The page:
Ulcerative Colitis (cont.)
IN THIS ARTICLE
Treatment for ulcerative colitis depends mainly on how bad the disease is. It usually includes medicines and changes in diet. A few people have symptoms that are long-lasting and severe, in some cases requiring more medicines or surgery.
You may need to treat other problems, such as anemia or infection. Treatment in children and teens may include taking nutritional supplements to restore normal growth and sexual development.
If you don't have any symptoms or if your disease is not active (in remission), you may not need treatment. But your doctor may suggest that you take medicines to keep the disease in remission.
If you do have symptoms, they usually can be managed with medicines to put the disease in remission. It often is easier to keep the disease in remission than to treat a flare-up.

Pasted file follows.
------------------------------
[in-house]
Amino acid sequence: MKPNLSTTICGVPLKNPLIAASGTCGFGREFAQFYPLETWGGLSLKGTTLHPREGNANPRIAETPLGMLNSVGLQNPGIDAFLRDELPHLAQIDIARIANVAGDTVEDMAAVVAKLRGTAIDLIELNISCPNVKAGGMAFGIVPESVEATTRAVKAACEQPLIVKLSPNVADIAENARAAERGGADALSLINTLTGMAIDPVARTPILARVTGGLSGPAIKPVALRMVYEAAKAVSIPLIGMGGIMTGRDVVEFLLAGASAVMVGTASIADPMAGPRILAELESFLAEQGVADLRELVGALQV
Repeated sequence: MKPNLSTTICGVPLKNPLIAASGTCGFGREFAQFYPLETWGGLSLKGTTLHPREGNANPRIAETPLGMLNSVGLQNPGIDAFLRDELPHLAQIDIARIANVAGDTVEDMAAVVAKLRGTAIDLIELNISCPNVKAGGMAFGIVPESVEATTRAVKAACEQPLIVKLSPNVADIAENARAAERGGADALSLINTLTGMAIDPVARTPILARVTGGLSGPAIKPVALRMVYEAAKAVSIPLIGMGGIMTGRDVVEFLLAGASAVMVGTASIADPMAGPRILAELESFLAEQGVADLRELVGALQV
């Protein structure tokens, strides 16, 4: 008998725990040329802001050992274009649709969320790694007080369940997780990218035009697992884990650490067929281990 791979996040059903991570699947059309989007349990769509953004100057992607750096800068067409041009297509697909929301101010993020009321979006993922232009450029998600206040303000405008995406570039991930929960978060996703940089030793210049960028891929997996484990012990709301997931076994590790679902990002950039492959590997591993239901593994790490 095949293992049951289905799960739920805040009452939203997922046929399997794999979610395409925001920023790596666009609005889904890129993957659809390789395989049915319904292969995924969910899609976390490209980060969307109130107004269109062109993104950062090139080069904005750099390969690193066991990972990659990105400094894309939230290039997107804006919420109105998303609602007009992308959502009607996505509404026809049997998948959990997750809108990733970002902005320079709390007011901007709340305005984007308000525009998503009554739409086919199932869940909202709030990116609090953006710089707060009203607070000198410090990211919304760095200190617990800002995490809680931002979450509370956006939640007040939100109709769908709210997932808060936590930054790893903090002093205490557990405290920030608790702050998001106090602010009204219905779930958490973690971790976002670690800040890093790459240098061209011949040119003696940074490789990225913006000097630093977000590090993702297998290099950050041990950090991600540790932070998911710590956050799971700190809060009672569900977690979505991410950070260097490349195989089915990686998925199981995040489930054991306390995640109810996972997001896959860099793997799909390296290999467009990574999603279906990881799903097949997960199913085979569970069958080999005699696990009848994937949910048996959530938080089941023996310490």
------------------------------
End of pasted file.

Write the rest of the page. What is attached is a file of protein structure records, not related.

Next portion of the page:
Mild symptoms may respond to:
Moderate to severe symptoms
These symptoms usually require steroid medicines to control inflammation. The dose you need may be higher than that needed to treat mild symptoms. When inflammation goes away, you will take aminosalicylates to keep the condition in remission.
Severe symptoms also may be treated with:
Treatment in the hospital
You may need treatment in the hospital if you have severe ulcerative colitis with symptoms outside the digestive tract, such as fever or anemia. Treatment includes replacing fluids and electrolytes lost because of severe diarrhea.
Your doctor will want to see you for a follow-up visit about every 6 months while your condition is stable. You'll need to see the doctor more often if you are having problems. Many people are so familiar with their condition that they can handle minor flare-ups on their own. In some cases, you may be able to talk with your doctor on the phone for minor problems.
If you are taking medicines, you may need to have lab tests regularly.
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